Fe-catalyzed sulfide oxidation in hydrothermal plumes is a source of reactive oxygen species to the ocean


Shaw T. J. , Luther G. W. , Rosas R., Oldham V. E. , Coffey N. R. , Ferry J. L. , ...More

PROCEEDINGS OF THE NATIONAL ACADEMY OF SCIENCES OF THE UNITED STATES OF AMERICA, vol.118, no.40, 2021 (Journal Indexed in SCI) identifier identifier identifier

  • Publication Type: Article / Article
  • Volume: 118 Issue: 40
  • Publication Date: 2021
  • Doi Number: 10.1073/pnas.2026654118
  • Title of Journal : PROCEEDINGS OF THE NATIONAL ACADEMY OF SCIENCES OF THE UNITED STATES OF AMERICA
  • Keywords: superoxide, HO, carbon cycle, hydrogen peroxide, sulfide oxidation catalysis, DISSOLVED ORGANIC-CARBON, TRACE HYDROGEN-PEROXIDE, SUPEROXIDE, FE(II), SULFUR, MATTER, FLUIDS, H2O2

Abstract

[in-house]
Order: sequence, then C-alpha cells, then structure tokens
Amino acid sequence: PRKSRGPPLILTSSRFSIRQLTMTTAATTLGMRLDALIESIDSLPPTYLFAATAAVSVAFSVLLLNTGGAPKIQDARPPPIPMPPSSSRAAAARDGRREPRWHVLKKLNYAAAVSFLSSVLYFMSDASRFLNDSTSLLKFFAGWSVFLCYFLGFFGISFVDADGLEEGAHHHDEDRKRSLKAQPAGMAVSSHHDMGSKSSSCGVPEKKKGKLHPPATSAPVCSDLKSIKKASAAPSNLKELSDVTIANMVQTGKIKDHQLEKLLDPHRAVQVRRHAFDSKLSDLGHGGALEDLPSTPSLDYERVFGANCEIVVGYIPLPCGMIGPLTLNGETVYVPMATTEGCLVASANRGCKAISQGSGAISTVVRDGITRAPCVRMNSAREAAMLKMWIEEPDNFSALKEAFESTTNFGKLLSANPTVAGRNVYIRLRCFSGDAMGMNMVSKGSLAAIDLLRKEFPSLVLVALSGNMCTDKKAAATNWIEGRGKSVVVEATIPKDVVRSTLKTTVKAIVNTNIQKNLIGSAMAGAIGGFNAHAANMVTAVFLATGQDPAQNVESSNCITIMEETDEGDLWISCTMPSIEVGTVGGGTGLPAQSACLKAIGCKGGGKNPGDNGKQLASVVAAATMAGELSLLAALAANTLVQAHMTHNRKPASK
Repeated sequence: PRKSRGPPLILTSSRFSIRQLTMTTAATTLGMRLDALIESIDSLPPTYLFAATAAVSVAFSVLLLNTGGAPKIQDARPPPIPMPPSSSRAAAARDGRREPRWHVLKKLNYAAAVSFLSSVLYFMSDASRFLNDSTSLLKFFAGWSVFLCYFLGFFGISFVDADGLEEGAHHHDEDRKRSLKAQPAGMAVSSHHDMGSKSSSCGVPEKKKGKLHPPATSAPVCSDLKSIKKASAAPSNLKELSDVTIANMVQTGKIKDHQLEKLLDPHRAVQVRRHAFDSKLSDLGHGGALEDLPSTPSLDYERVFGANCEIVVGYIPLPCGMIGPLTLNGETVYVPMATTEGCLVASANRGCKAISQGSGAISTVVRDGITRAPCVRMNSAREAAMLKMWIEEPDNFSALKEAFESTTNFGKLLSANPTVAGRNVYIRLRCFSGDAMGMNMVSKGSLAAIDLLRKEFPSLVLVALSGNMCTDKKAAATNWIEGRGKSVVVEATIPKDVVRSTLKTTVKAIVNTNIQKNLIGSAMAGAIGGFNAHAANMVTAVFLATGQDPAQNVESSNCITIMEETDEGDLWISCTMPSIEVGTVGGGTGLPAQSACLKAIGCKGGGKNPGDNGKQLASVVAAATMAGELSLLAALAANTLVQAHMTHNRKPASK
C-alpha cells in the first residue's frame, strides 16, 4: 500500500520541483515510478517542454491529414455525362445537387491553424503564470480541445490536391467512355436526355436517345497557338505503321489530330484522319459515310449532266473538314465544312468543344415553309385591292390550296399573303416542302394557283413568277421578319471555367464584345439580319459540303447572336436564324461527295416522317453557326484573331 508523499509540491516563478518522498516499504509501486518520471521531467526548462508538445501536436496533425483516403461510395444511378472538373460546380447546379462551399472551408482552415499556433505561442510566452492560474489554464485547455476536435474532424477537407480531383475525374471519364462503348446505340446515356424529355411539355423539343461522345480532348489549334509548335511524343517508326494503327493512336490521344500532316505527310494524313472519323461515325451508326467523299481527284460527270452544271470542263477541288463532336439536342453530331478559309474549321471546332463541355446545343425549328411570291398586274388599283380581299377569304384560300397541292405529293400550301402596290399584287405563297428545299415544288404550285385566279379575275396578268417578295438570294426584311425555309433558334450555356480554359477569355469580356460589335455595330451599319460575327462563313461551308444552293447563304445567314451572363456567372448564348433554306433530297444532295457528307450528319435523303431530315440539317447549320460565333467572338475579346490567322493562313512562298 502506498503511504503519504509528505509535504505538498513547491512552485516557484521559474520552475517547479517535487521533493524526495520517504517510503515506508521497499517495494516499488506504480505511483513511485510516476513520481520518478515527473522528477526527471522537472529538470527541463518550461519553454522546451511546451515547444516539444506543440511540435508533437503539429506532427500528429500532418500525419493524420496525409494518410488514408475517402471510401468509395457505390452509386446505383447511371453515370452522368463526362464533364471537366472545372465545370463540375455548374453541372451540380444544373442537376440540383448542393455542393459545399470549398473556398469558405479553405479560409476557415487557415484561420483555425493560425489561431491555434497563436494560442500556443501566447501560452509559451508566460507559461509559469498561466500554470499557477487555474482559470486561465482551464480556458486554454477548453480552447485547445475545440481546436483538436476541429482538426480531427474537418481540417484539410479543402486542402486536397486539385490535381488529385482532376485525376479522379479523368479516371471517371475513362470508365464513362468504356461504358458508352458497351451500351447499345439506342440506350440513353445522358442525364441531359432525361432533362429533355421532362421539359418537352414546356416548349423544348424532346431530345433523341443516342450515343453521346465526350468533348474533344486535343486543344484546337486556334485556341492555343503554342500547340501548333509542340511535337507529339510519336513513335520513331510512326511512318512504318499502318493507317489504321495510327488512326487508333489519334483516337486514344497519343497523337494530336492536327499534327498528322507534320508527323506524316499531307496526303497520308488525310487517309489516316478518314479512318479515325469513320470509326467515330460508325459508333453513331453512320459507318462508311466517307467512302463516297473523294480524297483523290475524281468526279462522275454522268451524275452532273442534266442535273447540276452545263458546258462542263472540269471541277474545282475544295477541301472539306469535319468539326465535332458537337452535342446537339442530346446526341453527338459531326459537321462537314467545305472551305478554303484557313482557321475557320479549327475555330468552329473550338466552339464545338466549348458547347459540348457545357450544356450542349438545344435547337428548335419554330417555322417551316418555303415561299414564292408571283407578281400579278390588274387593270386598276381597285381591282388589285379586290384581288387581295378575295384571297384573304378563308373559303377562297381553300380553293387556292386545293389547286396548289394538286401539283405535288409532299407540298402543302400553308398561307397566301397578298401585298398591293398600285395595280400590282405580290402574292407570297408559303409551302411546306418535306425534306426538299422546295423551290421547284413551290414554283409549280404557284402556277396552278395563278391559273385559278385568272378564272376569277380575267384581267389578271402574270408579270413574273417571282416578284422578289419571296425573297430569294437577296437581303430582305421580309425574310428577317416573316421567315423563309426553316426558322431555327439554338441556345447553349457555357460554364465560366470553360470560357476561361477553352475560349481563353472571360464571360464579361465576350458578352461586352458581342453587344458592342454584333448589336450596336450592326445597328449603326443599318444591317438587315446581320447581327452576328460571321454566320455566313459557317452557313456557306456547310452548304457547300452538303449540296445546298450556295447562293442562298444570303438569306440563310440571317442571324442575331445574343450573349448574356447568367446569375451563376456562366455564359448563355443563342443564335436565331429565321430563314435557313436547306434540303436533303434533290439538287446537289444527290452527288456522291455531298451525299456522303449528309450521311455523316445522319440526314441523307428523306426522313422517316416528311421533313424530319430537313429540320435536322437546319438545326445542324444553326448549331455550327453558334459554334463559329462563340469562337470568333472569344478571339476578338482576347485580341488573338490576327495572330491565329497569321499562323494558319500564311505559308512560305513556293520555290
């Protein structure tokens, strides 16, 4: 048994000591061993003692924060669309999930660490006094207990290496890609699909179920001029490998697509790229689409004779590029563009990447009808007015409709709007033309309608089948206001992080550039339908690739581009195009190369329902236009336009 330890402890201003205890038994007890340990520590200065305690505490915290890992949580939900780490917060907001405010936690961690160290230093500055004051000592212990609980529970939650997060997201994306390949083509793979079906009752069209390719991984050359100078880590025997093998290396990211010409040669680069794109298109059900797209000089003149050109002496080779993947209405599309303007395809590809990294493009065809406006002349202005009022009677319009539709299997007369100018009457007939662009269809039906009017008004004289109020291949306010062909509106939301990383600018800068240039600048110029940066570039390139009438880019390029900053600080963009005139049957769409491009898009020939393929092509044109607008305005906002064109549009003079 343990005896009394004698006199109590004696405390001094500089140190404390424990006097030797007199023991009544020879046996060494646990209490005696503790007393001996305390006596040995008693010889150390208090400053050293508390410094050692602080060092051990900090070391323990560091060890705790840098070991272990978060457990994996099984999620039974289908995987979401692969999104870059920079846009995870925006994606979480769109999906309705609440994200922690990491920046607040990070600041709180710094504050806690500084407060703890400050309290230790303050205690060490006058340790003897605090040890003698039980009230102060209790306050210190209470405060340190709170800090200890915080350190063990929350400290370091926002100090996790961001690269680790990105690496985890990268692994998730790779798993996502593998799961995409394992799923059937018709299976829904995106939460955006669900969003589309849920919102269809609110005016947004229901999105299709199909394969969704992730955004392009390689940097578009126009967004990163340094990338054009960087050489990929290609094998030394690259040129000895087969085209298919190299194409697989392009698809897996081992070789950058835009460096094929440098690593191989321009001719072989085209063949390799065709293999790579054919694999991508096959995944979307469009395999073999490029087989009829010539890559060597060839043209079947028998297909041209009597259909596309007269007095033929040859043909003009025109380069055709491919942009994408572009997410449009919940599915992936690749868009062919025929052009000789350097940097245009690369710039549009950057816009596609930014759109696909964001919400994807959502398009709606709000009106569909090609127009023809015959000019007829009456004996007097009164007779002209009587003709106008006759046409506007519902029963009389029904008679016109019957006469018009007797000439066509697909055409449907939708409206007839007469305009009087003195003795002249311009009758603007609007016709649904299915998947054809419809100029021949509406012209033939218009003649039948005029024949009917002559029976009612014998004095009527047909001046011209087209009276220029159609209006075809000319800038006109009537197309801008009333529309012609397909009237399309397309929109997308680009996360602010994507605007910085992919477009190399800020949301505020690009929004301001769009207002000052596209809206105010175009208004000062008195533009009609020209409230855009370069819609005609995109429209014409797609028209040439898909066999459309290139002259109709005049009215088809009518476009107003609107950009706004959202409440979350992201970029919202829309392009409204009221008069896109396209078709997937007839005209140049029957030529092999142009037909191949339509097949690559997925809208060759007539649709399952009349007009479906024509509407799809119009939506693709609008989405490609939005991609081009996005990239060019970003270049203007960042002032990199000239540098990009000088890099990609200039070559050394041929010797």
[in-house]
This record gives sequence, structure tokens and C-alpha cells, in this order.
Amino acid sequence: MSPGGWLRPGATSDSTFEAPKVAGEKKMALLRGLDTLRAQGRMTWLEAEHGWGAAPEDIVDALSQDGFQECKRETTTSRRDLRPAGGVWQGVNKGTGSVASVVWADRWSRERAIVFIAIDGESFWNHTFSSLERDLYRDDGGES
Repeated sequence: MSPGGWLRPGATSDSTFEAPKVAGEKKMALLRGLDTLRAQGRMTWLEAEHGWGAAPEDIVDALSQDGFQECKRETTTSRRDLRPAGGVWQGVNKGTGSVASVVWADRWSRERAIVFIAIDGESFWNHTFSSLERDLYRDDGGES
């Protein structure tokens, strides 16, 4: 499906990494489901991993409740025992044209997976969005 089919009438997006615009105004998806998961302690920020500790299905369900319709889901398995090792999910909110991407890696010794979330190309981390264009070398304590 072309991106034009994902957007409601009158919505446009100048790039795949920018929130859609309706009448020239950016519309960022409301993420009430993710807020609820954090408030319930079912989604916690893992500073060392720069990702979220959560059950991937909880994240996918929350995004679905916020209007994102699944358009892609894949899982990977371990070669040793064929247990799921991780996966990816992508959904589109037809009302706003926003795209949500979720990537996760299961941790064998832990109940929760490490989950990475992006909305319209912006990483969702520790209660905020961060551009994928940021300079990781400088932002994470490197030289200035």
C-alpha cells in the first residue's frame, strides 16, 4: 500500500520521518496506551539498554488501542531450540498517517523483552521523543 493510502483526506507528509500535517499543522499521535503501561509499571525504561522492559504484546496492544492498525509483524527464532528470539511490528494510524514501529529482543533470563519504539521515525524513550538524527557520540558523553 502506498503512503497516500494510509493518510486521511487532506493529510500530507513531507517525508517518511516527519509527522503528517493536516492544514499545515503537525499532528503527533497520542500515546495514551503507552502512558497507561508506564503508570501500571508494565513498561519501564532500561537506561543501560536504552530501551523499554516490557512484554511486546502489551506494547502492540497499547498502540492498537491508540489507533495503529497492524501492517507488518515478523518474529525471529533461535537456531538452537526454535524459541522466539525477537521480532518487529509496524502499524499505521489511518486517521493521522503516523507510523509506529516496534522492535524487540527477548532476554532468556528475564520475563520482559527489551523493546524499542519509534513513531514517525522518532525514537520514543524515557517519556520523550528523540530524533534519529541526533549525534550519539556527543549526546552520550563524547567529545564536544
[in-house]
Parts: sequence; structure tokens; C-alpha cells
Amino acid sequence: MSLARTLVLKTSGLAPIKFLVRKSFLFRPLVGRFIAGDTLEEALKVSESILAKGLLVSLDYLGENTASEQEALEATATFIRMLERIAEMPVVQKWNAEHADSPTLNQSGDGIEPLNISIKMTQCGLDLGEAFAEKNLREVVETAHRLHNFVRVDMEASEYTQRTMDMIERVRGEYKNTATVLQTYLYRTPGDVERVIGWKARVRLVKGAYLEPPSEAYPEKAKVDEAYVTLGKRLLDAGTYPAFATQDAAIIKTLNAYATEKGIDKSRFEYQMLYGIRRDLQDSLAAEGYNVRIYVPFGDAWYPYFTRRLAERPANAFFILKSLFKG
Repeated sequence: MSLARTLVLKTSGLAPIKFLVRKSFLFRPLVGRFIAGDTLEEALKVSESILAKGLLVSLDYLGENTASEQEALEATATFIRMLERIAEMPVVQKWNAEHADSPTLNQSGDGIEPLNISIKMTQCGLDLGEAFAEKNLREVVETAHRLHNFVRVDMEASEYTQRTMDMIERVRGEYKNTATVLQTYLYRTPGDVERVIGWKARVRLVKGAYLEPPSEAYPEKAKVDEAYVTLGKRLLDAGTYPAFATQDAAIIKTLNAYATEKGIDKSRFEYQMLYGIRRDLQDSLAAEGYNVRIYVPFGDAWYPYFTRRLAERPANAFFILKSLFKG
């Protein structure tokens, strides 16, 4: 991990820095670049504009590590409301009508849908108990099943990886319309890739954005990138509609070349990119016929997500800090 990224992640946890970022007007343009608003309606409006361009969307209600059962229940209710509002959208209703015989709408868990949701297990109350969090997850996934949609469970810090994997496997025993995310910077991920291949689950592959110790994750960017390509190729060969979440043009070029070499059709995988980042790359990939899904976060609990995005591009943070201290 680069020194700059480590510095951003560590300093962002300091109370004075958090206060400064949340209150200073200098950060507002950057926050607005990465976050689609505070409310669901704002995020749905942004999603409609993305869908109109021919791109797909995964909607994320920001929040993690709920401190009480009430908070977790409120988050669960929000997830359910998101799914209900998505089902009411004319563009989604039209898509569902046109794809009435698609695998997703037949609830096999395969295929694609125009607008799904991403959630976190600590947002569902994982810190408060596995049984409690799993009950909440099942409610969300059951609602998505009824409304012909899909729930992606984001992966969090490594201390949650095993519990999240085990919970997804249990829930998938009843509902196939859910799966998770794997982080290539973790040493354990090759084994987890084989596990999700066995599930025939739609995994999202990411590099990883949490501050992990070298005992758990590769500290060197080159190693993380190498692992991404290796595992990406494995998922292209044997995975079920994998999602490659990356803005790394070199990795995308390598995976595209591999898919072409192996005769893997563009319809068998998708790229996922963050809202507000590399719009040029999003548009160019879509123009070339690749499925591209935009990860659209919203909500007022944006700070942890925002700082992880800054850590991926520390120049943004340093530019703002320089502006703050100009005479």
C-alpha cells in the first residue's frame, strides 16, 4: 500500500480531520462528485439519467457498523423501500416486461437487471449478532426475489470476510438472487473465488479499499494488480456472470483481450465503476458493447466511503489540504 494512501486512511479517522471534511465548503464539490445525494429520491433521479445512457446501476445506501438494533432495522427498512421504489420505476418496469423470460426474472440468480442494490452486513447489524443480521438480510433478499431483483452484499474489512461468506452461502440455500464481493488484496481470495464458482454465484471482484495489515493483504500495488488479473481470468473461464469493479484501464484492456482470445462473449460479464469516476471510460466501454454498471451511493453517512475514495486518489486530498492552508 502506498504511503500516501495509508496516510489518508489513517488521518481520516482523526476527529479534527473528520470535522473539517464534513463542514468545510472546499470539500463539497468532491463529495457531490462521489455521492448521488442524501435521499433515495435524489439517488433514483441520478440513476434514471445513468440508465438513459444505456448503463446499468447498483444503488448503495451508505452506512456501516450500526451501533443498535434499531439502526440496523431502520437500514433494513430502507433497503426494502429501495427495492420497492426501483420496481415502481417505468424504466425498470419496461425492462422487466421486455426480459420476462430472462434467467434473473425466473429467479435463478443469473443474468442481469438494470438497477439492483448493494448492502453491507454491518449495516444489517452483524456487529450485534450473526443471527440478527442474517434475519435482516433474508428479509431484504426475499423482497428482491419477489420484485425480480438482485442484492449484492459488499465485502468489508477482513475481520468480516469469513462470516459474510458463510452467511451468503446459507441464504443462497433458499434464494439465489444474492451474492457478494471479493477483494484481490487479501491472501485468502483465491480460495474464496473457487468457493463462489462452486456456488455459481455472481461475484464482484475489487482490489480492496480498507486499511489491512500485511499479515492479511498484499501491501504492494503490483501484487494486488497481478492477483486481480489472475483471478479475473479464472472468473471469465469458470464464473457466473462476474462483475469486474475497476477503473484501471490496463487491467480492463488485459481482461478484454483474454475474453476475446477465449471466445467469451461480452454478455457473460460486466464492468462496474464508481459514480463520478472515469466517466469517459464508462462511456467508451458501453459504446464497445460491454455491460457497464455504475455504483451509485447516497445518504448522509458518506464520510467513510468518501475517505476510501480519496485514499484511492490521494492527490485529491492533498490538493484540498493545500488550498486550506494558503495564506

Historically, the production of reactive oxygen species (ROS) in the ocean has been attributed to photochemical and biochemical reactions. However, hydrothermal vents emit globally significant inventories of reduced Fe and S species that should react rapidly with oxygen in bottom water and serve as a heretofore unmeasured source of ROS. Here, we show that the Fe-catalyzed oxidation of reduced sulfur species in hydrothermal vent plumes in the deep oceans supported the abiotic formation of ROS at concentrations 20 to 100 times higher than the average for photoproduced ROS in surface waters. ROS (measured as hydrogen peroxide) were determined in hydrothermal plumes and seeps during a series of Alvin dives at the North East Pacific Rise. Hydrogen peroxide inventories in emerging plumes were maintained at levels proportional to the oxygen introduced by mixing with bottom water. Fenton chemistry predicts the production of hydroxyl radical under plume conditions through the reaction of hydrogen peroxide with the abundant reduced Fe in hydrothermal plumes. A model of the hydroxyl radical fate under plume conditions supports the role of plume ROS in the alteration of refractory organic molecules in seawater. The ocean's volume circulates through hydrothermal plumes on timescales similar to the age of refractory dissolved organic carbon. Thus, plume-generated ROS can initiate reactions that may affect global ocean carbon inventories.